Erythropoietin enhances neurogenesis and restores spatial memory in rats after traumatic brain injury

J Neurotrauma. 2005 Sep;22(9):1011-7. doi: 10.1089/neu.2005.22.1011.


Erythropoietin (EPO) is neuroprotective in models of stroke and traumatic brain injury (TBI) when administered prior to or within the first few hours after injury. We seek to demonstrate that EPO also has neurorestorative effects when administered late (i.e., 1 day) after TBI in the rat. Twelve rats were subjected to TBI. Six rats were treated with EPO daily for 14 days starting 1 day after injury, and an additional six rats were treated with saline. Bromodeoxyuridine (BrdU) was administered daily for 14 days. Memory tests using a Morris Water Maze were performed prior to and after injury and treatment. Animals were sacrificed at 15 days after TBI, and their brains were prepared for histological analysis of damage to the dentate gyrus (DG) and for evaluation of newly formed neurons using double labeling of BrdU and MAP-2. The data revealed a significant improvement in spatial memory and significant increase in the number of newly formed neurons with EPO treatment compared with control animals. These data suggest that EPO treatment initiated 1 day after TBI is neurorestorative by enhancing neurogenesis, as well as neuroprotective.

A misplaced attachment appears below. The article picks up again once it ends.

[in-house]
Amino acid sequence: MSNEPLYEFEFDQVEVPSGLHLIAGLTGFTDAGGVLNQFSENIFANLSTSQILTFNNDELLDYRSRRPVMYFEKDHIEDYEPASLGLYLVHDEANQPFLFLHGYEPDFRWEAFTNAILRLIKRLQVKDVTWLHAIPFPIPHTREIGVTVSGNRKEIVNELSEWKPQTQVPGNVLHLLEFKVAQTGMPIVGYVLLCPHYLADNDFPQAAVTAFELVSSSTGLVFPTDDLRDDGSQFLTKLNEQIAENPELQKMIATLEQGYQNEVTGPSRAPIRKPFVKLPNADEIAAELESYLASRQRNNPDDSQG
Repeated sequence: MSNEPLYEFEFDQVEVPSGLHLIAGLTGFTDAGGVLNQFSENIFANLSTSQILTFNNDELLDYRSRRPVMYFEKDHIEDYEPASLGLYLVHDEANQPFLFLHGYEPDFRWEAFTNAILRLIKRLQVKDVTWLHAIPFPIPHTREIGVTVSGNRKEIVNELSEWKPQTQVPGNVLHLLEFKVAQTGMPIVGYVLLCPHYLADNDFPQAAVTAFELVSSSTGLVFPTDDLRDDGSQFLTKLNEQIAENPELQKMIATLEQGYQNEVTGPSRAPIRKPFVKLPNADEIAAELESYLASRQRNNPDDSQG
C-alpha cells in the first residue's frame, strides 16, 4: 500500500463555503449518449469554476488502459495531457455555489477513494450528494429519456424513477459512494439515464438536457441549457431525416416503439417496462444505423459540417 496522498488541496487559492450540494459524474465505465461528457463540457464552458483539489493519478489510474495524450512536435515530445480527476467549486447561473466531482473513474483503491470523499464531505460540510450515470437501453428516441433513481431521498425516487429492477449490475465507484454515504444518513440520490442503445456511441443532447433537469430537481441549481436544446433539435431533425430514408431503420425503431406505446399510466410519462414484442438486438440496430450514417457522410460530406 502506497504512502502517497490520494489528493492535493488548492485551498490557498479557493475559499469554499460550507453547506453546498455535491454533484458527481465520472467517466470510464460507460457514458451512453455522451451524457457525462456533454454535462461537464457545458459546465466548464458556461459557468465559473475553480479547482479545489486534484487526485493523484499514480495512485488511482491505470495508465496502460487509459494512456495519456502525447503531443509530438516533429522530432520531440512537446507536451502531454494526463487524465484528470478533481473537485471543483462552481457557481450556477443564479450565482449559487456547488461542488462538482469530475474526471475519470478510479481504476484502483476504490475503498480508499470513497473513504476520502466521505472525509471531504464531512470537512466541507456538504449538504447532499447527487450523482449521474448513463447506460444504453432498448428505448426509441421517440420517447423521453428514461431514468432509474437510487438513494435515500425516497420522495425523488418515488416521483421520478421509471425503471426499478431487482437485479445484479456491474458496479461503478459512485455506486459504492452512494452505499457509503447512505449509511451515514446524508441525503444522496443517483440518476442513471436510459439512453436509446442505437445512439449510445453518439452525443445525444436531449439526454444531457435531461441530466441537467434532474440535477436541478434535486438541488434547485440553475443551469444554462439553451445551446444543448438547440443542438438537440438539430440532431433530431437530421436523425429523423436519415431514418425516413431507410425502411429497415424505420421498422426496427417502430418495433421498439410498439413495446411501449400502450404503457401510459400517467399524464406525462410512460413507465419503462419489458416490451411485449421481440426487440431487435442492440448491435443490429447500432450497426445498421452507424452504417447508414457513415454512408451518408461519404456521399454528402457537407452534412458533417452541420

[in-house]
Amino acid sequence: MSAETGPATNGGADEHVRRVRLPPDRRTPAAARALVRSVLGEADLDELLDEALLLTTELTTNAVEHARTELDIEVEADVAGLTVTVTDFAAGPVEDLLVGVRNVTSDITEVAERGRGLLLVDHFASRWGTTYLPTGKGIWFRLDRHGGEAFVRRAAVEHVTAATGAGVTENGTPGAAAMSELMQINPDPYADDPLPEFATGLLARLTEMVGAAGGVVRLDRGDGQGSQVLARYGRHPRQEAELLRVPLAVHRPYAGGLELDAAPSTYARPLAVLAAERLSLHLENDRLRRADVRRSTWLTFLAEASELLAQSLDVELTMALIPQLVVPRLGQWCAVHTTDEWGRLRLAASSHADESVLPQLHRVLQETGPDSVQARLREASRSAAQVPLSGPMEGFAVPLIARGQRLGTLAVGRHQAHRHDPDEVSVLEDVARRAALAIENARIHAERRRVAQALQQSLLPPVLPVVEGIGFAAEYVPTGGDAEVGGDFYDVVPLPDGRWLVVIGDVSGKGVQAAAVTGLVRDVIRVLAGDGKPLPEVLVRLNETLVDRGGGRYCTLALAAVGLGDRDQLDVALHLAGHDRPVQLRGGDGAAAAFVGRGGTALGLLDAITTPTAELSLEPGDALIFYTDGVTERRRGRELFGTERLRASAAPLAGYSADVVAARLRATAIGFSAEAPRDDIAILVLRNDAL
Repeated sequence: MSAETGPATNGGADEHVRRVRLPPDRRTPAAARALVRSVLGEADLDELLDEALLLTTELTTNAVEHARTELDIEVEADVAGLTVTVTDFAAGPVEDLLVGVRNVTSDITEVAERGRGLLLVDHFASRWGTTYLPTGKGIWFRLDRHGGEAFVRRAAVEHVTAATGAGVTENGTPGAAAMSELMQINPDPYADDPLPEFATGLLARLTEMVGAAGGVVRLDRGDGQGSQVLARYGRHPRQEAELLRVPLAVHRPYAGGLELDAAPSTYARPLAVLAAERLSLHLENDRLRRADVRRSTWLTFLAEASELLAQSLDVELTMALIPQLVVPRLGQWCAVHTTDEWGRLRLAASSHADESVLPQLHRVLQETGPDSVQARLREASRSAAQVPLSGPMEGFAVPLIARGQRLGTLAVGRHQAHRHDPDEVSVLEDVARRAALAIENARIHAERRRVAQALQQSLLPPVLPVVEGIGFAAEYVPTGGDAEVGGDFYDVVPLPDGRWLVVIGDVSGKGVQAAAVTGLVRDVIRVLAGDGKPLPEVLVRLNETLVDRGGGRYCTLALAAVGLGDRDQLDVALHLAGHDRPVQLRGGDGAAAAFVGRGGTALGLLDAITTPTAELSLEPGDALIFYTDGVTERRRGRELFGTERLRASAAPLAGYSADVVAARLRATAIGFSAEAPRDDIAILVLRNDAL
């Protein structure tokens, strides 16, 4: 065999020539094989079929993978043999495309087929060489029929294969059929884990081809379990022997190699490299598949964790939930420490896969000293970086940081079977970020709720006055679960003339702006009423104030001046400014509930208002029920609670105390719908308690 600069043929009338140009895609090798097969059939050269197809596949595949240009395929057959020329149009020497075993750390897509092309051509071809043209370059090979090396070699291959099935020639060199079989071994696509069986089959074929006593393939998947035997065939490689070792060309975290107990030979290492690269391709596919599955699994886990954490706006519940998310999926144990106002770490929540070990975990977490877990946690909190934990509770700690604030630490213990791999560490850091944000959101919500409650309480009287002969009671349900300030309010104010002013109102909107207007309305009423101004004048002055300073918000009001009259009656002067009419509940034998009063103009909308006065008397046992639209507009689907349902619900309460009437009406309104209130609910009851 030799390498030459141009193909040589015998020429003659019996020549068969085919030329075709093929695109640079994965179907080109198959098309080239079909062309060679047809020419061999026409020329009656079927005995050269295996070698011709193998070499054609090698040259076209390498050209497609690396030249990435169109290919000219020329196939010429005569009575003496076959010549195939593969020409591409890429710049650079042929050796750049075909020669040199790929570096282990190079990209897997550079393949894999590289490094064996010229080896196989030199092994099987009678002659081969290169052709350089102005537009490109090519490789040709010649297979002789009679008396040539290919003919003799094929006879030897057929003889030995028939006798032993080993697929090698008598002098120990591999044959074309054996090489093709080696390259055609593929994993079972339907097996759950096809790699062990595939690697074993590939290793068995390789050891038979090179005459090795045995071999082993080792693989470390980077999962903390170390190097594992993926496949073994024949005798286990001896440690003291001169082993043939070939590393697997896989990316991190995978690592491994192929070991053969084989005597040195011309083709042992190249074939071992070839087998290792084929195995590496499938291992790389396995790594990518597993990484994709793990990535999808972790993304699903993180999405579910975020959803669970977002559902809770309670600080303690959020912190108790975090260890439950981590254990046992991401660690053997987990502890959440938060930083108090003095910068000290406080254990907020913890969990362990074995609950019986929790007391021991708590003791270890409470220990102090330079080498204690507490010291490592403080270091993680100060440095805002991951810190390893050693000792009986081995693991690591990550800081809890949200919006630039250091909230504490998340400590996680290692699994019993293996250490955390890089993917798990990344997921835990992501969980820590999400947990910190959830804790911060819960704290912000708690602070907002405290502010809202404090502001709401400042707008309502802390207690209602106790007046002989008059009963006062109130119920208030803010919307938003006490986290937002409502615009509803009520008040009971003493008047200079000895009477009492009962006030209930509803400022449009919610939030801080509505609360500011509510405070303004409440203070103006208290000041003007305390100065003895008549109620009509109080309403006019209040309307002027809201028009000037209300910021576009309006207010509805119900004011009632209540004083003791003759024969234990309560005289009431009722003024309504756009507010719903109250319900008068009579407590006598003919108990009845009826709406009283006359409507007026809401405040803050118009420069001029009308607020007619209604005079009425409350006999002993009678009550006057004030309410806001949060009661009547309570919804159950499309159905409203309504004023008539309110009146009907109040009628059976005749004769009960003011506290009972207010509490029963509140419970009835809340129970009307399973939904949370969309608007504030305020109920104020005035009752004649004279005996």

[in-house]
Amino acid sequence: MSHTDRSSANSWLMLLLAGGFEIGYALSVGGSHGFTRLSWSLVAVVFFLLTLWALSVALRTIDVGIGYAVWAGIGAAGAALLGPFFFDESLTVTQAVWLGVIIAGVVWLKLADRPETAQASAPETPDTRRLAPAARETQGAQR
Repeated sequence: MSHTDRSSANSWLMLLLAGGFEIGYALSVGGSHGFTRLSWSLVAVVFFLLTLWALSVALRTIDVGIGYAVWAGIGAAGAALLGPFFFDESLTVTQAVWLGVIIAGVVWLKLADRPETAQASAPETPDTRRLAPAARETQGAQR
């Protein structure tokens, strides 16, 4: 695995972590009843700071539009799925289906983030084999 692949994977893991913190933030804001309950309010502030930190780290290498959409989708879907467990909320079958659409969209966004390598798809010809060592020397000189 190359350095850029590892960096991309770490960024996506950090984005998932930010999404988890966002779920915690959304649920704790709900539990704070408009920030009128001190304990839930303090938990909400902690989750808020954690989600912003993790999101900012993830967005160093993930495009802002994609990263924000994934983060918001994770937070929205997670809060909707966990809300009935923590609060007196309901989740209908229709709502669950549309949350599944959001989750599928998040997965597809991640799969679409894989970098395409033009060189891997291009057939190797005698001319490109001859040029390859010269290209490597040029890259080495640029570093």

Publication types

  • Research Support, N.I.H., Extramural

MeSH terms

  • Animals
  • Brain Injuries / pathology
  • Brain Injuries / therapy*
  • Dentate Gyrus / drug effects
  • Dentate Gyrus / pathology
  • Erythropoietin / therapeutic use*
  • Maze Learning / drug effects
  • Memory / drug effects
  • Microscopy, Confocal
  • Nerve Regeneration / drug effects*
  • Neuroprotective Agents / therapeutic use*
  • Rats
  • Rats, Wistar
  • Spatial Behavior / drug effects*


  • Neuroprotective Agents
  • Erythropoietin